It may sound surprising, but nearly 2,000 hotels are fighting to hold onto their towels, the most-stolen item in the lodging industry. They’re doing so by using a tiny tracking device about the size of an M&M. The device, which is embedded in towels, robes and bed sheets, lasts for more than 300 washes and is made up of a radio-frequency identification chip that notifies housekeeping when an item passes through the hotel lobby. Linen Technology Tracking, the manufacturer of the chips, originally designed them to keep tabs on linens coming to and from the cleaners. William Serbin, executive vice president for LTT, says the RFID chips are producing impressive results in loss prevention, reporting that one resort reduced spending on replacement towels from $21,000 to $8,000 per month.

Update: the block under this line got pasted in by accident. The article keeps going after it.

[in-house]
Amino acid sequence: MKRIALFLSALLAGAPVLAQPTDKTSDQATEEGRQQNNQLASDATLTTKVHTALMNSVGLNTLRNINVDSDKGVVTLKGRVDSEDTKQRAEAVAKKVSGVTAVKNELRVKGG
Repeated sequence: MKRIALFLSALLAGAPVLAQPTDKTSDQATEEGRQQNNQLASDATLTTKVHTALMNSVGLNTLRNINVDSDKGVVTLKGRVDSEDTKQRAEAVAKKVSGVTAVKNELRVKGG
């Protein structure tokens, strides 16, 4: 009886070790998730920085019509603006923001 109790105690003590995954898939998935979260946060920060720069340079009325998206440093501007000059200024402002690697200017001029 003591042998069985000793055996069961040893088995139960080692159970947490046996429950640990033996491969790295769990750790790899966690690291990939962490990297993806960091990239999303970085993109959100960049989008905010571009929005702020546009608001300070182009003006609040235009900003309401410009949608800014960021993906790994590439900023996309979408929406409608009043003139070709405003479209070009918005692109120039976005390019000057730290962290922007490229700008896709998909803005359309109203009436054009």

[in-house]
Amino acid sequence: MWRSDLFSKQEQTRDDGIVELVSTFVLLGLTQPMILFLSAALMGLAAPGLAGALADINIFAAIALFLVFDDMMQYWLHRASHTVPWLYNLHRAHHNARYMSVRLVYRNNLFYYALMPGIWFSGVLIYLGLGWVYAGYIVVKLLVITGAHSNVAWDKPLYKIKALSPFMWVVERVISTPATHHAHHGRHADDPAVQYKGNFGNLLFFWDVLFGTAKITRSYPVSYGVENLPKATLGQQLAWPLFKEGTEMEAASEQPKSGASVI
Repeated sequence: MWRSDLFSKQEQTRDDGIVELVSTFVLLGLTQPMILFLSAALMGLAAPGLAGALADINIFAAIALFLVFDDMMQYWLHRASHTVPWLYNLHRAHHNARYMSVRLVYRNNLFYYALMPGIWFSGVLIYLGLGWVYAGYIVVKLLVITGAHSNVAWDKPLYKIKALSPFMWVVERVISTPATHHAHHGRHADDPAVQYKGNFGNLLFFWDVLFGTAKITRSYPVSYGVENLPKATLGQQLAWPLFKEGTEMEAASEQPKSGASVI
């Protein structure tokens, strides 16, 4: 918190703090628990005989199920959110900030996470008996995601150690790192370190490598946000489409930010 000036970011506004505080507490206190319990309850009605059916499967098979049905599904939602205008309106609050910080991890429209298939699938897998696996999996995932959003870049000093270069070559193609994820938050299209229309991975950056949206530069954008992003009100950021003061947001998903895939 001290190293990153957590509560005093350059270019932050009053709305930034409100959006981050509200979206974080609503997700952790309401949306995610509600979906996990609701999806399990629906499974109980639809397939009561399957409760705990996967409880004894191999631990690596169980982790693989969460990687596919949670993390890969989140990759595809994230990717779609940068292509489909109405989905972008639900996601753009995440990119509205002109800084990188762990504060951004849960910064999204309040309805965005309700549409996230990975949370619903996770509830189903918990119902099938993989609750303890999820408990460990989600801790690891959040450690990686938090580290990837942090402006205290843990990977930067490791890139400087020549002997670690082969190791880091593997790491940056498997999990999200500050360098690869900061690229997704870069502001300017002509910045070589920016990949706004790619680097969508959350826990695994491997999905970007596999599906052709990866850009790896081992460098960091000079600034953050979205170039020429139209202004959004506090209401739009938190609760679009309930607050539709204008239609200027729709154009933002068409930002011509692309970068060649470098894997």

Hotels aren’t the only ones taking advantage of tracking mechanisms. Thanks to new technology, airports can anonymously track wait times at security checkpoints via passengers’ Wi-Fi- or Bluetooth-enabled devices. It may sound like a page ripped from George Orwell’s “1984,” but it’s a useful tool for travelers coming through behind you. While the wait times are not yet posted online, TSA agents at Austin-Bergstrom International Airport are making use of the gathered data to give travelers an accurate answer to the dreaded question: “How long is the security line?”
Photo credit: Will Femia